Imagine a place where the dead rest on shelves like books.
Each body has a story to tell, a life seen in pictures that only Librarians can read. The dead are called Histories, and the vast realm in which they rest is the Archive.
Da first brought Mackenzie Bishop here four years ago, when she was twelve years old, frightened but determined to prove herself. Now Da is dead, and Mac has grown into what he once was, a ruthless Keeper, tasked with stopping often—violent Histories from waking up and getting out. Because of her job, she lies to the people she loves, and she knows fear for what it is: a useful tool for staying alive.
Being a Keeper isn’t just dangerous—it’s a constant reminder of those Mac has lost. Da’s death was hard enough, but now her little brother is gone too. Mac starts to wonder about the boundary between living and dying, sleeping and waking. In the Archive, the dead must never be disturbed. And yet, someone is deliberately altering Histories, erasing essential chapters. Unless Mac can piece together what remains, the Archive itself might crumble and fall.
In this haunting, richly imagined novel, Victoria Schwab reveals the thin lines between past and present, love and pain, trust and deceit, unbearable loss and hard-won redemption.
Hardcover, 328 pages
Published January 22nd 2013 by Hyperion(info grabbed from GoodReads)
Victoria Schwab is becoming a fast favorite author for me as I love her original ideas and the way she writes. Like in The Near Witch, her prose tends to be more long winded and breathy, giving it an ethereal feel. It didn't have quite the effect that it did in The Near Witch, as this is an urban fantasy and would be less appropriate. The writing is even paced and relaxed, and it never rushes. While I do enjoy fast paced books, I also like more relaxed reads like this one. Though the writing makes this story more relaxing to read, the story itself is not. The Archived is full of action and butt-kickery, as Mackenzie’s job requires it.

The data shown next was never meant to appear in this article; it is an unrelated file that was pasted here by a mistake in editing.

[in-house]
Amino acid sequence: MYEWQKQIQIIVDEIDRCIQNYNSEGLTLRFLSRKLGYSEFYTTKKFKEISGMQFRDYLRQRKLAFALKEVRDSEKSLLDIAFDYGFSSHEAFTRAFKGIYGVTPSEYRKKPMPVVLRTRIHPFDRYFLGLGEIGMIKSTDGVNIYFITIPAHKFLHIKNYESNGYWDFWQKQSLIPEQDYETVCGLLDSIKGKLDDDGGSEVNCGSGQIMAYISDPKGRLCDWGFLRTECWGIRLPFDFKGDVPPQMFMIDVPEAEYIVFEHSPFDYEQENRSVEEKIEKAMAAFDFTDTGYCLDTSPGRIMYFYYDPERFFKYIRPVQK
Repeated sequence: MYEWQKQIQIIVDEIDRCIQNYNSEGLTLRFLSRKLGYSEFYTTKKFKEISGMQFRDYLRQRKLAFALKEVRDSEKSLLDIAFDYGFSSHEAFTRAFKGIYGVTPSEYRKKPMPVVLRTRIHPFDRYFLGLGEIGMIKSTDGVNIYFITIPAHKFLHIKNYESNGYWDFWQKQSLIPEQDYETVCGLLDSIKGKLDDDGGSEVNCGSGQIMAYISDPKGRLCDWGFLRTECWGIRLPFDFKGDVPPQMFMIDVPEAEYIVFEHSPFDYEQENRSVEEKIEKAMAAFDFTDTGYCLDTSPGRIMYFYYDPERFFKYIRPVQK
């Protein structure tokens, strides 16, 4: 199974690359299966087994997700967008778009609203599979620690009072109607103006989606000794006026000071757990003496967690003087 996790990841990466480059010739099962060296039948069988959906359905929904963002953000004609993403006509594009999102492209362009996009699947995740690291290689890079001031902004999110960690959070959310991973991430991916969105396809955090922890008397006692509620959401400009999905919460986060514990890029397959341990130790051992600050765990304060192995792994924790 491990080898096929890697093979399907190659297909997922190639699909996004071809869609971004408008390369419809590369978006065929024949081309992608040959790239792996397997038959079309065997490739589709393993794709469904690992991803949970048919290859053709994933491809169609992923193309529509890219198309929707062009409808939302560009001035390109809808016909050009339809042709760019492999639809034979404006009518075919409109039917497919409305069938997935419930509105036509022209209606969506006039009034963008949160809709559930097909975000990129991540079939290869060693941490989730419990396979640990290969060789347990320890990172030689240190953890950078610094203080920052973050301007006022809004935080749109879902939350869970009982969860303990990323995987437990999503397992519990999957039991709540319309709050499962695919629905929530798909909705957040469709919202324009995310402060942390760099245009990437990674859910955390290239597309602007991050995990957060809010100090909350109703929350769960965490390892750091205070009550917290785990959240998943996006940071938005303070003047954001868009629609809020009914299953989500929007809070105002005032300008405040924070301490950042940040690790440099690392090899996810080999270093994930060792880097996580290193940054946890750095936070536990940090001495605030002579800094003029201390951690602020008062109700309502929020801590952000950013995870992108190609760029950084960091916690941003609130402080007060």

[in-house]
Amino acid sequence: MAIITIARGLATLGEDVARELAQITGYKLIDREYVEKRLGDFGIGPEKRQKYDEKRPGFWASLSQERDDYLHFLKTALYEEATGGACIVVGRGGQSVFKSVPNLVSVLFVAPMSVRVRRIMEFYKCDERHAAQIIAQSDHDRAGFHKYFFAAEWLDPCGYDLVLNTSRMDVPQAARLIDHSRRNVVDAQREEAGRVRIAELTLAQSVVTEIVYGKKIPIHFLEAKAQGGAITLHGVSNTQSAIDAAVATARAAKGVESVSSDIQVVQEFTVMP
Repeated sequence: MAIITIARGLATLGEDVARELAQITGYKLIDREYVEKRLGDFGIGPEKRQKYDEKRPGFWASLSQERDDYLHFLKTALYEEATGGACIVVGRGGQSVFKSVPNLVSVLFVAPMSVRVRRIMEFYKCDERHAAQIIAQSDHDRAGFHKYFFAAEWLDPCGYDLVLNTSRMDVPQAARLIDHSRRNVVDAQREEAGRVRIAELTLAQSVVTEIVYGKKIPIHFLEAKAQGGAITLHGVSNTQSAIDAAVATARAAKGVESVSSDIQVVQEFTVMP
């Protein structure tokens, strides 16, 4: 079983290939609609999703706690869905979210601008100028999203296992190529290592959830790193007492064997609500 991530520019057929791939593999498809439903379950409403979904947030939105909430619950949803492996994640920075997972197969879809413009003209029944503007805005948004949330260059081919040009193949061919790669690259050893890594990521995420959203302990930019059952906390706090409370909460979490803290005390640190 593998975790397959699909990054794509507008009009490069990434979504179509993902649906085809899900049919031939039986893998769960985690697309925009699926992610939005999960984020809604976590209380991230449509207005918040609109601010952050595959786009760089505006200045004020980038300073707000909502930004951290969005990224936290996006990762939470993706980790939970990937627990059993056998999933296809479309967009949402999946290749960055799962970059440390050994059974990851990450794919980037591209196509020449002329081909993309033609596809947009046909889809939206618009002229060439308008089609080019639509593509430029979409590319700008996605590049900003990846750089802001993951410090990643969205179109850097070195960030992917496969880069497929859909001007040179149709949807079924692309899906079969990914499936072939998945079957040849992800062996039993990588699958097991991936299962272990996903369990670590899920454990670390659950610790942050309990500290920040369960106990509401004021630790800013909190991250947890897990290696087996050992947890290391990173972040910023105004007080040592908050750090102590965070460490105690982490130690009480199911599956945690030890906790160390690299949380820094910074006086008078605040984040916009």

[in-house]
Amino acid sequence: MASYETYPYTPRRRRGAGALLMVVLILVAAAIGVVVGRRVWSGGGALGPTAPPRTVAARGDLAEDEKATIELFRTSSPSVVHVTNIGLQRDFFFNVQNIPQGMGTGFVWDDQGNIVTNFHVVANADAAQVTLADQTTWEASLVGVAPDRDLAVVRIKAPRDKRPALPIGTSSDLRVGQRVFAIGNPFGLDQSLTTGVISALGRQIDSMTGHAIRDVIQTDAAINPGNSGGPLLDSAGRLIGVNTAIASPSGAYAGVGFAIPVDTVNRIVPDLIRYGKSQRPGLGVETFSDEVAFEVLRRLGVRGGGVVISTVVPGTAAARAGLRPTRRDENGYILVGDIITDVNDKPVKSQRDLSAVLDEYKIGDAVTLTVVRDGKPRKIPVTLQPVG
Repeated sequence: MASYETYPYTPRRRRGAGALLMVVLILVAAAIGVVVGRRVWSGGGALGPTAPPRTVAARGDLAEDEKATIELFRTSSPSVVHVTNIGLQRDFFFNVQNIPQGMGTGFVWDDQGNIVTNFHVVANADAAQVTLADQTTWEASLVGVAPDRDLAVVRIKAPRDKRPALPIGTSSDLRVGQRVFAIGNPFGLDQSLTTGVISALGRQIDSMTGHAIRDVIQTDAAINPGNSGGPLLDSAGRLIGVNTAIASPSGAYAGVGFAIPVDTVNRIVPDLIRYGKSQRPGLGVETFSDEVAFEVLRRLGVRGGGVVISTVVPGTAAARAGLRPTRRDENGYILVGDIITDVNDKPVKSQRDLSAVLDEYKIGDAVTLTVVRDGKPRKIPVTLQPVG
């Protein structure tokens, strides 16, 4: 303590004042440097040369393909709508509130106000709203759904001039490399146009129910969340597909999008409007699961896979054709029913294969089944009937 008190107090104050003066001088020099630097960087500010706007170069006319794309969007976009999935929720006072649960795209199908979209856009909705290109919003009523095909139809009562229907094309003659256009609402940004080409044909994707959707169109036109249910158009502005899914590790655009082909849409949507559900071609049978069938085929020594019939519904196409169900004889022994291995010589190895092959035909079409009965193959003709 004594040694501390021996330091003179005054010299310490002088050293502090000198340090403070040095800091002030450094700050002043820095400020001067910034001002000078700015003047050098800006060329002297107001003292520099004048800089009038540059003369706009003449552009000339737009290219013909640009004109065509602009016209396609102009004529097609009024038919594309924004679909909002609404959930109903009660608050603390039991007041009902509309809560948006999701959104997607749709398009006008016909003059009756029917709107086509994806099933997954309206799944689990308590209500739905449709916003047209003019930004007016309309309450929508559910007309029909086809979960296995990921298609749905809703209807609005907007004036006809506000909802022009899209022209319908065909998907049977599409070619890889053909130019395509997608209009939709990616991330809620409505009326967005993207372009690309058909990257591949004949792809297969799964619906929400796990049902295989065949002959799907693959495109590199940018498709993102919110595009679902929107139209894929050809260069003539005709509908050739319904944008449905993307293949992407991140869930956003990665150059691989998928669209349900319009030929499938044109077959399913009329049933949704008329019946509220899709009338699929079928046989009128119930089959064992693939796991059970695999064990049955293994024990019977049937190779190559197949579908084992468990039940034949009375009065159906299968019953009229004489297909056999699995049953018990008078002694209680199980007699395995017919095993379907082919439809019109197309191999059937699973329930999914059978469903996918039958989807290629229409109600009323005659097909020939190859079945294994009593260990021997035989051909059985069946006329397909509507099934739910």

In The Archived, our main character, Mackenzie, works doing maintenance for the library that houses the dead. (HOW COOL IS THAT?) But by maintenance, I mean she has to chase down awoken spirits in the dark cloisters of the space inbetween the library and the real world and lead them back to the library -- sometimes by force. The mystery of the book is that many more spirits are waking without any apparent reason. Mackenzie already had her hands full with keeping her job a secret, but with an influx of spirits, it becomes more than simply overwhelming.
There is some romance in The Archived, but it’s not a huge part of the book. More like sprinkles on top than the ice cream that is the mystery. It is also interwoven with the rest of the plot, so it doesn’t feel like it was tacked on for marketability. I guess that means it’s not-so-much sprinkles and more like the cookie dough in cookie dough ice cream -- it would be vanilla without it and who wants vanilla? Bring on the cookie dough!
I also always appreciate an ending that doesn’t leave me screaming, which occasionally happens in trilogies. I want to read more and know more about the world Victoria Schwab is designing, but I’m not ripping my hair out in agony waiting for the sequel. However, I’m not a particular fan of cliffhangers. If you need to be rocking in your chair with questions for the next book, this may not be for you. But if you want a solidly great book with an awesome mystery, a heroine who can hold her own, and lyrical prose, The Archived is most likely a good fit for you.
Final Thought: 9 out 10 cookie dough toadstools
This review is also posted on GoodReads